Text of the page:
Freedom is essential to being human, and it is measured by having a high number of choices.
Everywhere in life, we have a lot of choices available to us. This means we have freedom, however this does not always correlate with better experiences or a greater degree of happiness.
Have you ever spent 10 minutes (perhaps more) flicking through Netflix, or scrolling down the TV guide, not being able to choose anything?
The seemingly endless number of choices makes it very hard to stick with a decision and be happy with it. How do you know you aren't going to find something better if you just keep going?
Compare this to when TV was just three channels. People had lower expectations about the experience so they were likely happier with the choices they made.
When you have an endless number of choices, you subconsciously expect to experience something better. If there's 300 programs to watch (or 120 dishes on the menu), one of them MUST be the perfect one.
The Paradox of Choice
Overwhelming choice produces paralysis rather than liberation. The number of choices and the difficulty of making a decision are directly correlated.
Making decisions actually uses up mental energy - the more difficult the choice, the more energy is used.
This is why people like Barack Obama and Mark Zuckerberg buy multiples of the same outfit, and then wear them every day. They eliminate mental energy and time wasting on the buying decision, and completely remove the daily decision of what to wear.
Choice = Freedom. Choice = Happiness?
Any choice you make comes with certain benefits - pleasure, improving health, improving personal relationships etc. and certain costs or risks.
Putting time and effort into one of these areas may be detrimental to another area of your life. While you're doing one of those things, you're not doing one of the others. It's a balancing act, and neglecting one area can create guilt and stress. No matter what we choose to do, it is harder for us to be happy with our decisions because we're saying no to something else.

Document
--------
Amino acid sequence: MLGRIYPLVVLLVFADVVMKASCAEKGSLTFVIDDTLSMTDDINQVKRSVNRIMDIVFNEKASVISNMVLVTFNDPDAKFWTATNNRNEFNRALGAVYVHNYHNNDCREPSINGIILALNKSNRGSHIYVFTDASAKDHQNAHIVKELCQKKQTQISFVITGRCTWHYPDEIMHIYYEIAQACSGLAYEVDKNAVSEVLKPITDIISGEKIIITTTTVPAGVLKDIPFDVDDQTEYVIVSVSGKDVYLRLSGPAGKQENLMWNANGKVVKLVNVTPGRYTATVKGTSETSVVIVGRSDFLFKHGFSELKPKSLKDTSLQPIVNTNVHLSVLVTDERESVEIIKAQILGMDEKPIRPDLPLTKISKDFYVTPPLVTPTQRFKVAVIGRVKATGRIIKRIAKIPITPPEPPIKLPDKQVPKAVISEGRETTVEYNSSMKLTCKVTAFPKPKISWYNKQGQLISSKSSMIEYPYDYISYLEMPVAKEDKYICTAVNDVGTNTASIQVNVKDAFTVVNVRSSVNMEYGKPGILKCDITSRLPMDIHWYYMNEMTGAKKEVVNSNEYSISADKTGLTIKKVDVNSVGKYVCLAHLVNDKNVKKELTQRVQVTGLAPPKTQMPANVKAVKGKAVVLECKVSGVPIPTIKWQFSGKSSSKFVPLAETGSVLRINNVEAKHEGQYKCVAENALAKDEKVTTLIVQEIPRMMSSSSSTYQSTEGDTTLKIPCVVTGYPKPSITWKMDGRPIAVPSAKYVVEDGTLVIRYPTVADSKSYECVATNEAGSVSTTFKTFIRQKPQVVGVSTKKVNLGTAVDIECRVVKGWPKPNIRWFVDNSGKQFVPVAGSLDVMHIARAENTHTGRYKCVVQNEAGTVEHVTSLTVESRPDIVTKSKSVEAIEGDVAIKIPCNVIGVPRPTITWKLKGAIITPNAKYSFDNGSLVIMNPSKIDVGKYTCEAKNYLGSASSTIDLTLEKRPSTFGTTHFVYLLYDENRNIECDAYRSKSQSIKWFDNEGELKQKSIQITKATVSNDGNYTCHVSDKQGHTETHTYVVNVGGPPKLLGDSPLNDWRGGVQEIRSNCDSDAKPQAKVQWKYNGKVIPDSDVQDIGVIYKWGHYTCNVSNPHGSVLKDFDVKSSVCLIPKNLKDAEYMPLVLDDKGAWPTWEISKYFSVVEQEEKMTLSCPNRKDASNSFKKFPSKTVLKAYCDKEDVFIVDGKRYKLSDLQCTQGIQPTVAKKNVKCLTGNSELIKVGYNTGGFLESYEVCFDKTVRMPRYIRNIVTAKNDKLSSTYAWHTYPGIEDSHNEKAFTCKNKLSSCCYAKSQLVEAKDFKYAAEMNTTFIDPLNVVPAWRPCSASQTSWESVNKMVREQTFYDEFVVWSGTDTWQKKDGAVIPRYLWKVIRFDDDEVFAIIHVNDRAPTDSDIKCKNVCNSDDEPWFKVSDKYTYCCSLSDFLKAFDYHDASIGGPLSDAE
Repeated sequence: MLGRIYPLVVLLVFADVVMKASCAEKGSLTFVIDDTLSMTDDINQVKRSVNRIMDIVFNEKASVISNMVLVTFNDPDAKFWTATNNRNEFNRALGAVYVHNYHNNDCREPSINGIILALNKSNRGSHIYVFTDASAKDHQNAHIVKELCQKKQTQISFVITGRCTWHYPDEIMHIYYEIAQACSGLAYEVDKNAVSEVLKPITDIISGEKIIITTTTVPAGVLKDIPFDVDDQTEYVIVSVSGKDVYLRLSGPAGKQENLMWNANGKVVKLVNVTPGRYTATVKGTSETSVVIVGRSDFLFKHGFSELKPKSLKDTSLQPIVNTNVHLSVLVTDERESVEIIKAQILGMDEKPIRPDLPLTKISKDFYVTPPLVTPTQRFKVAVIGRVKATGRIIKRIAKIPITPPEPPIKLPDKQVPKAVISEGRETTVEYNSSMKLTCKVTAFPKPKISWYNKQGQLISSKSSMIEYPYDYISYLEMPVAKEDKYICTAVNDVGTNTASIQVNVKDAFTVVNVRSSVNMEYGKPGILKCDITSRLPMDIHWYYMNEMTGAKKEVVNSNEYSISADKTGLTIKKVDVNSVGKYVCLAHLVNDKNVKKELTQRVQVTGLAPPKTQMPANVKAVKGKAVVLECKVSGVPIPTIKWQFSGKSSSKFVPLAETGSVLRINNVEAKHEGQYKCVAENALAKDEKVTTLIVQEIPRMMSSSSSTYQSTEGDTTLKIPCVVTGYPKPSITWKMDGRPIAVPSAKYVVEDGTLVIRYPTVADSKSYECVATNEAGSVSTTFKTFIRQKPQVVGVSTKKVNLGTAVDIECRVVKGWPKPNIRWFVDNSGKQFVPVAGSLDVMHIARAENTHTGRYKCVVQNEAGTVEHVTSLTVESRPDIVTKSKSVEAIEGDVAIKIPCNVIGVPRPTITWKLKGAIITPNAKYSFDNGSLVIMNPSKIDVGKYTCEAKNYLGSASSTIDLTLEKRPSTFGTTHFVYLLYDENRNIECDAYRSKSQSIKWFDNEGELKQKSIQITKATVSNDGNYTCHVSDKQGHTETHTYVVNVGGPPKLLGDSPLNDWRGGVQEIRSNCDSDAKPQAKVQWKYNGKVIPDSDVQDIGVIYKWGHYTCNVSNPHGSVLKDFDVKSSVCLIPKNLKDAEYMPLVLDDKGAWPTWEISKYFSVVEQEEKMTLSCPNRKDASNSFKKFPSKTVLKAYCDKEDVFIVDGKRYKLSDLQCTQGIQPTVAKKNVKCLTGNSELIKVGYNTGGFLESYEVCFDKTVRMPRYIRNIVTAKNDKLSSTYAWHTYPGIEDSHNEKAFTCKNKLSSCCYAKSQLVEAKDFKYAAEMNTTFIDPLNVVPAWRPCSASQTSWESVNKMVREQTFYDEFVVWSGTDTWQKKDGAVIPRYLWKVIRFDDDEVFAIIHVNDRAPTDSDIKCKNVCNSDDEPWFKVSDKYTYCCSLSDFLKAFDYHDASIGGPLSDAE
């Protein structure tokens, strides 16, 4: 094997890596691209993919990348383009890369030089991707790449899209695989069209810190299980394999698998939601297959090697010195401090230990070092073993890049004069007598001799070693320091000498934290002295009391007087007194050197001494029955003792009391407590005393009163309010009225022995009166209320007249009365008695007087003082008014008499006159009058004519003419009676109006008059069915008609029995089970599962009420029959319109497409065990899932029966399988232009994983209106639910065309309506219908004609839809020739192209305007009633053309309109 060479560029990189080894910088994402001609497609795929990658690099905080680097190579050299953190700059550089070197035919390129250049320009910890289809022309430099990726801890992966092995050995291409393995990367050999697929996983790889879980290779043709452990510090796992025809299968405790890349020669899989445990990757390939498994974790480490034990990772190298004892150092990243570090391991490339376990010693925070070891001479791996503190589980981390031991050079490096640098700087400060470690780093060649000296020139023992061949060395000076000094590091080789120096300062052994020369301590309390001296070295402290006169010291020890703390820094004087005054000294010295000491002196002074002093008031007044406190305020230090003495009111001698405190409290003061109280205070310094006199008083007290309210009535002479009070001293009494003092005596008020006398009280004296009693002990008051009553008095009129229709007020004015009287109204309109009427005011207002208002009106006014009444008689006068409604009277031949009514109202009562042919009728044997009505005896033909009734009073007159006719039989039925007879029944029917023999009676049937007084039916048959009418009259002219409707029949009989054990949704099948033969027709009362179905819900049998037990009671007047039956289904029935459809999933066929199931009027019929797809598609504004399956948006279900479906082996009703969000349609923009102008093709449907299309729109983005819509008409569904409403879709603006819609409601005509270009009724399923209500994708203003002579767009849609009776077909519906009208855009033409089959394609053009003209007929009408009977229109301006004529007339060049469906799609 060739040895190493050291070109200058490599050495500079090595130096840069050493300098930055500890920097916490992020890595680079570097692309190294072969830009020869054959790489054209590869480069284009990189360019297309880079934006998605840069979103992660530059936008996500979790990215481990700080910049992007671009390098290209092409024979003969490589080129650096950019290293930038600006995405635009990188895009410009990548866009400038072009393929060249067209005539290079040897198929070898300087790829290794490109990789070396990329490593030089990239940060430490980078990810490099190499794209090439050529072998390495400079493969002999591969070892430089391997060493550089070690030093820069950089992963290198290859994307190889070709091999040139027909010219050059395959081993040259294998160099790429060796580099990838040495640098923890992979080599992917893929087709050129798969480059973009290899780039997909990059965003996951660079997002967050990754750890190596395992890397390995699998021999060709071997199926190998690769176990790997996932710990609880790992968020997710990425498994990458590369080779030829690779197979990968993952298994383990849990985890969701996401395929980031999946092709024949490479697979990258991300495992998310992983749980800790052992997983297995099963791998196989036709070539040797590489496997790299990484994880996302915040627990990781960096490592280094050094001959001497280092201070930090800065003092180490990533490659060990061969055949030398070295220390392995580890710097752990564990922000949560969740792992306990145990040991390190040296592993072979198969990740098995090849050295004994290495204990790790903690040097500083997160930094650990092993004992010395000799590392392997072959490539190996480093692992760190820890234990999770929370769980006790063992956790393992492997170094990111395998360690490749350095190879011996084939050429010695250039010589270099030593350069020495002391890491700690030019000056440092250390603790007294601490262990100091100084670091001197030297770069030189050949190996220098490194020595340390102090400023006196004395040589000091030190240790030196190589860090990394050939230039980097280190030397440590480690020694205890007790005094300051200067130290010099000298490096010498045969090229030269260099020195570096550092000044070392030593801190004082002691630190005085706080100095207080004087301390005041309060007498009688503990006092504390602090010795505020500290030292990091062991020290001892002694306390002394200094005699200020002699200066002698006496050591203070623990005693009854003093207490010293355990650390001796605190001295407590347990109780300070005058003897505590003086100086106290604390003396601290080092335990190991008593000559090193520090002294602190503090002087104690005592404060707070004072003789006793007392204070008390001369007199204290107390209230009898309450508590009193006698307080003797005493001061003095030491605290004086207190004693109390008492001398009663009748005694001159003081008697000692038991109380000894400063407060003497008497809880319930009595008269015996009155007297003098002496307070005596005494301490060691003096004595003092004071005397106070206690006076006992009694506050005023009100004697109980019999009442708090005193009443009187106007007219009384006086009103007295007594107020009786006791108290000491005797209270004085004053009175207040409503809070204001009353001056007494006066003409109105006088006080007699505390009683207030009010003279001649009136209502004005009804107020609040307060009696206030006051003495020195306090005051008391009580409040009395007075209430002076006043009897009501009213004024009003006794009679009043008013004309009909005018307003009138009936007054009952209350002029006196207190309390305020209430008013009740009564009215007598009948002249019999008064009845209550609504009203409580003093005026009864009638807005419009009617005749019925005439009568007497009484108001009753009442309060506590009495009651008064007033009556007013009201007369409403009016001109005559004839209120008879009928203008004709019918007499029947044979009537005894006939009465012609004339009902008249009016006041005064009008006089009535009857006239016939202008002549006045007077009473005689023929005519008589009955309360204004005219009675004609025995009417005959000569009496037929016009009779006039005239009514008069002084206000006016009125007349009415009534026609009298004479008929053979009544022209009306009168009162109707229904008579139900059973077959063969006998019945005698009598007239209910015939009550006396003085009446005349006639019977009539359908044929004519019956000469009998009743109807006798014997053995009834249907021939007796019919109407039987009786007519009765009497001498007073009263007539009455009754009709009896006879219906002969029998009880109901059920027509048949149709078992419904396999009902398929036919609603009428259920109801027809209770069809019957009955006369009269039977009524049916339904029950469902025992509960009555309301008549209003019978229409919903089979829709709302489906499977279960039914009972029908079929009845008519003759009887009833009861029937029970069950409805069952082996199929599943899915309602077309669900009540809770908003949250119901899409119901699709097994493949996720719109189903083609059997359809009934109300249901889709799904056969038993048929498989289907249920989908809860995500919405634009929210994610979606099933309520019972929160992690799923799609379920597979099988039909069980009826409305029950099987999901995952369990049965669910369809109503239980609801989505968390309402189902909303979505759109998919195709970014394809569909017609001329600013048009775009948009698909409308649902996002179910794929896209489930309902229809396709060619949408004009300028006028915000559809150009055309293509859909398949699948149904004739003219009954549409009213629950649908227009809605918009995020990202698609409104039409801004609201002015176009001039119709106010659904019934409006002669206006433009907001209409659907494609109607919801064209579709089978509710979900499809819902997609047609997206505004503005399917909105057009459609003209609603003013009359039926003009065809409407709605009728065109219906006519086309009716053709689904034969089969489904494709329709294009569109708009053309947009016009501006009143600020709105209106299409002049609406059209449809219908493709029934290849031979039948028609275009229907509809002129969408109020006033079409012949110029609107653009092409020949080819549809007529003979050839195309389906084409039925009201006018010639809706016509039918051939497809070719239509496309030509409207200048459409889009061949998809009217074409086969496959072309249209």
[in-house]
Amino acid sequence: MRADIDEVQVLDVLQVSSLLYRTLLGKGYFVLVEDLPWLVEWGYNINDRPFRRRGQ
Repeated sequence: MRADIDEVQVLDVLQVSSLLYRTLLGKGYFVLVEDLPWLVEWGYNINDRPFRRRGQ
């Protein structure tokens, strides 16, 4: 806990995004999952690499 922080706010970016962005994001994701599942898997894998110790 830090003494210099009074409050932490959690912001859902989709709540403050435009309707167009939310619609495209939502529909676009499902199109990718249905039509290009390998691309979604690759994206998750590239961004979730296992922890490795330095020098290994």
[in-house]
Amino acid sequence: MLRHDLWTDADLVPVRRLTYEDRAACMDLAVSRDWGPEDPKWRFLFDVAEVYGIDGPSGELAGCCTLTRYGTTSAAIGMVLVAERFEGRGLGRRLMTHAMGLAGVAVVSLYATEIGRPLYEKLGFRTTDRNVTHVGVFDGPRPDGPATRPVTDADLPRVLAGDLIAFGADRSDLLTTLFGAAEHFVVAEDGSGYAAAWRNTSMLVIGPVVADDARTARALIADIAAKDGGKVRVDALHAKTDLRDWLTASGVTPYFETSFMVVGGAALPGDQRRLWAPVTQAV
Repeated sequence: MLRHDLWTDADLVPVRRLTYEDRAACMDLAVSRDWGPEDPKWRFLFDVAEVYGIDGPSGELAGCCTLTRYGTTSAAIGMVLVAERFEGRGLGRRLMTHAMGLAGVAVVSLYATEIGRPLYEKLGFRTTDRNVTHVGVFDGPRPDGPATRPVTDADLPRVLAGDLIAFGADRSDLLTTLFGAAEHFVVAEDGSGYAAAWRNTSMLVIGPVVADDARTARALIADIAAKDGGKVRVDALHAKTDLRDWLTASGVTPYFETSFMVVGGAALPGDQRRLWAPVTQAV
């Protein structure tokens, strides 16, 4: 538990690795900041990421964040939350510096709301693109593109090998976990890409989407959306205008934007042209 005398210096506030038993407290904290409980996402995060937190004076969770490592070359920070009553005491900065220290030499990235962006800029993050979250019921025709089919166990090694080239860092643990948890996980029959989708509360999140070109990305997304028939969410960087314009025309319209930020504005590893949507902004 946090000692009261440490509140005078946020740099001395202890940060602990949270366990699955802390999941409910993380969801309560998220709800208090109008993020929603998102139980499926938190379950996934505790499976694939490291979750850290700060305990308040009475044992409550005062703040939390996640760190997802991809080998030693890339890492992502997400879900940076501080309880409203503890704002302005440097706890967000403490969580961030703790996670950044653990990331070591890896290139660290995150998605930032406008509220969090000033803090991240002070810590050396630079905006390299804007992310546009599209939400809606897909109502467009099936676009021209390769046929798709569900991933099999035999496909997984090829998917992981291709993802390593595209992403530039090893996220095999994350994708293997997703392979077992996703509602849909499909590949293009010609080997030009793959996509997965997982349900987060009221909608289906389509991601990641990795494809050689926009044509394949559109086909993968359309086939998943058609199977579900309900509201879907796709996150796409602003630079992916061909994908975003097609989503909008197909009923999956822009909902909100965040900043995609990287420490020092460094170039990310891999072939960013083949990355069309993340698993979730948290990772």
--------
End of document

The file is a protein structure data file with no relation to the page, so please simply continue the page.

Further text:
Work is now also added into that mix as we can choose to do work any minute of the day, not just when we're in the office.
To do lists and choice
To do lists should never introduce too much choice as it makes it harder to get started on anything, and harder to work on the right things. You should never keep yesterday's to-do list, and you should never have more than 5 things on it for a single day.
A to-do list with 10, 15 or more items makes it difficult to figure out your most important task.
You will waste time and mental energy just deciding what to do, and there will be a high likelihood you'll focus on the quick wins as they allow you to shorten the list.
After you've wasted time working on these less important tasks, you have less energy and you don't feel like tackling the big items - the things that you've already procrastinated on the most. These are the things that will create the most impact that you need to be working on!
With more tasks to choose from you will have a higher expectation of how productive you should be and how good you should feel about getting work done.
It's harder to take satisfaction from the day's work if you know there were other tasks you should have worked on that would have been a better use of your time.
The art of writing task lists
You should write one item at the top, and this should be the one thing that would make you satisfied with your day if it was the only thing you got done.
If this is a big, vague goal that you can't complete in one day then you should break it down into its smaller parts.
Only after this task is done do you move on to the other items on the list.
Re-write the list the next day. As you're limited to 5 items per day, you may find things falling off the list that don't get picked up. This is ok. These are the "noise" items that make it harder for you to see what you really need to be doing.
Choice and Emails
If you work with your emails open all the time, every time an email arrives you have a choice to ignore it and continue working, or stop working and read/reply to the email.
The likelihood is that whatever you were working on is of greater importance and you shouldn't choose email over it.
Schedule set times in the day to process emails.
Don't let your inbox get cluttered. You should clear it down to zero at your scheduled processing times. Emails often have tasks linked to them - so they just become a big to-do list with other noise also mixed in. This makes it hard to see what you need to do and requires you to re-touch each item several times during its stay in your inbox, choosing what to focus your attention on each time.
If it will take less than 2 minutes, do it there and then. If it will take longer, schedule yourself some time to do it, then make sure you do it in that time you set aside.